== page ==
A Mother’s Journey [Part 45]: The collaboration realization

Editor’s note: Since September 2015, Worcester Sun has chronicled the trials and triumphs of Sun contributor Giselle Rivera-Flores as she explores ways to help her daughter and other Worcester families find affordable educational support and assistance. We used to describe her as an aspiring business owner; now, she’s an inspiring one. During her journey to establish and grow her nonprofit tutoring collaborative she has, you could say, stepped beyond the walls of her dream.

Giselle Rivera-Flores

After a series of workshops held by community leaders, endless peer presentations reflecting our leadership skills, and extensive discussions about what Worcester needs, Leadership Worcester has come to an end for the 2016-17 class.

In this joint initiative of the Worcester Regional Chamber of Commerce and Greater Worcester Community Foundation, 25 “promising new professionals” connected through their various professional and personal backgrounds to talk about the future of Worcester — and quite honestly, they couldn’t have selected a better group of motivated, strong-minded and opinionated individuals.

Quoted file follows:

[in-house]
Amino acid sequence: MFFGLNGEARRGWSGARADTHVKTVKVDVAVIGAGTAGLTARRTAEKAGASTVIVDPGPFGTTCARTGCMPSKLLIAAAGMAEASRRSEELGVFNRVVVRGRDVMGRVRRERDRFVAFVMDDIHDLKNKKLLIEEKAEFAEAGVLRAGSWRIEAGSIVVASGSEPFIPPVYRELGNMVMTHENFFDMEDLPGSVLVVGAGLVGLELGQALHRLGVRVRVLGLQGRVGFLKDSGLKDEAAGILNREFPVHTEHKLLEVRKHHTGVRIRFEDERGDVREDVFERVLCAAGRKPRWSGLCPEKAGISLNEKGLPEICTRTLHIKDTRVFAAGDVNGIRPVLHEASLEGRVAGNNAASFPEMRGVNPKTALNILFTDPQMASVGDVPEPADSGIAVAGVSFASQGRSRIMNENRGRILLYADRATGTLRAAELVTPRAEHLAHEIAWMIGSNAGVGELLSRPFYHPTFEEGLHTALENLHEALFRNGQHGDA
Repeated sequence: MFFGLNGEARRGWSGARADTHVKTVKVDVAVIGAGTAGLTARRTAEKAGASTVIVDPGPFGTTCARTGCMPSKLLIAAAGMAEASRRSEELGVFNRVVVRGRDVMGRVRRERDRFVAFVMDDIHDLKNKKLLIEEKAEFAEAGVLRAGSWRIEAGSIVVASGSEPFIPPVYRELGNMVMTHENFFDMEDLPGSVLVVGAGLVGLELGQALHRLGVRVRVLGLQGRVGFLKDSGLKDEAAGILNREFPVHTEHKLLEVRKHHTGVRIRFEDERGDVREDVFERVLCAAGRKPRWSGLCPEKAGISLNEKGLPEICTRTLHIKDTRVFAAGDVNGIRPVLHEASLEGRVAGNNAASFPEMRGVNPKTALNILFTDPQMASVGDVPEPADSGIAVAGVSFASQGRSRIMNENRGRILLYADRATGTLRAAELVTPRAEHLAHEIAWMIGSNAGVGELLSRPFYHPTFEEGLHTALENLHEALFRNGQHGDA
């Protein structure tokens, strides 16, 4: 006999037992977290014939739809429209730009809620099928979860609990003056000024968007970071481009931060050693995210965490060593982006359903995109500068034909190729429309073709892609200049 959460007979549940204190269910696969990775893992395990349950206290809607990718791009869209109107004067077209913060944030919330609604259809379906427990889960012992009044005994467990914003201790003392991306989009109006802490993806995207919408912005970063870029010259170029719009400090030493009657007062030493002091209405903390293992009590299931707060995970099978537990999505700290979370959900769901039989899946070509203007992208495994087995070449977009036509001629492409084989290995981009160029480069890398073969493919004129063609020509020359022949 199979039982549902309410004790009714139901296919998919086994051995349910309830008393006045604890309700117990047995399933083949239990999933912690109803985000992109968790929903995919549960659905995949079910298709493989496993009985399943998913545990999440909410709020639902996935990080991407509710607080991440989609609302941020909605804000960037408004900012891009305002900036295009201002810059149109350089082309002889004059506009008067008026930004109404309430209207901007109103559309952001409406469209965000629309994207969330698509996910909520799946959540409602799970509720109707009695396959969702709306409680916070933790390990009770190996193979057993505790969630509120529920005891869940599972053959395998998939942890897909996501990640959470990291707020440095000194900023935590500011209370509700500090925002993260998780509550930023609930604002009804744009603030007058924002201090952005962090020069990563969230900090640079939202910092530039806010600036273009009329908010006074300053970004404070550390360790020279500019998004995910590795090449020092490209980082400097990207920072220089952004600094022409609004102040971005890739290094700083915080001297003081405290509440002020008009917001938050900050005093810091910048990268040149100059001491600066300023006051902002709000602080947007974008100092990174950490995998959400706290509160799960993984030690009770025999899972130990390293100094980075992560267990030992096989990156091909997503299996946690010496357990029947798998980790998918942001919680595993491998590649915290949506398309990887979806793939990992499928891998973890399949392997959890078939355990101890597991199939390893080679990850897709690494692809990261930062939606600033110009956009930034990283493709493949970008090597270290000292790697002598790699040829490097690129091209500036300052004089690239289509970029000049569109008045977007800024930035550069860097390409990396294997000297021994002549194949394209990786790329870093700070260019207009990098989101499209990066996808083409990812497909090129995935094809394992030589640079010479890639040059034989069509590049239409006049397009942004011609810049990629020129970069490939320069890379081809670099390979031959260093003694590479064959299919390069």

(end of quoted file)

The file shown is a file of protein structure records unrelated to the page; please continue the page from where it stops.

On a mission to keep us all inspired up to the last minute — after months of skills development, training and networking — our final project was to sum up our experience in a six-word memoir. After a few minutes of debating and battling to bring the program full circle in only a few words, I stumbled upon my “ah-ha!” moment.

I realized Leadership Worcester was never really about building leaders. Instead, for me, it was about helping existing leaders learn to collaborate with others, to be the change we want to see.

Read Giselle’s previous chapter, The one dedicated to mom, or scroll down to explore more of her story.

Mandell: Closing the book on Jane Week in Worcester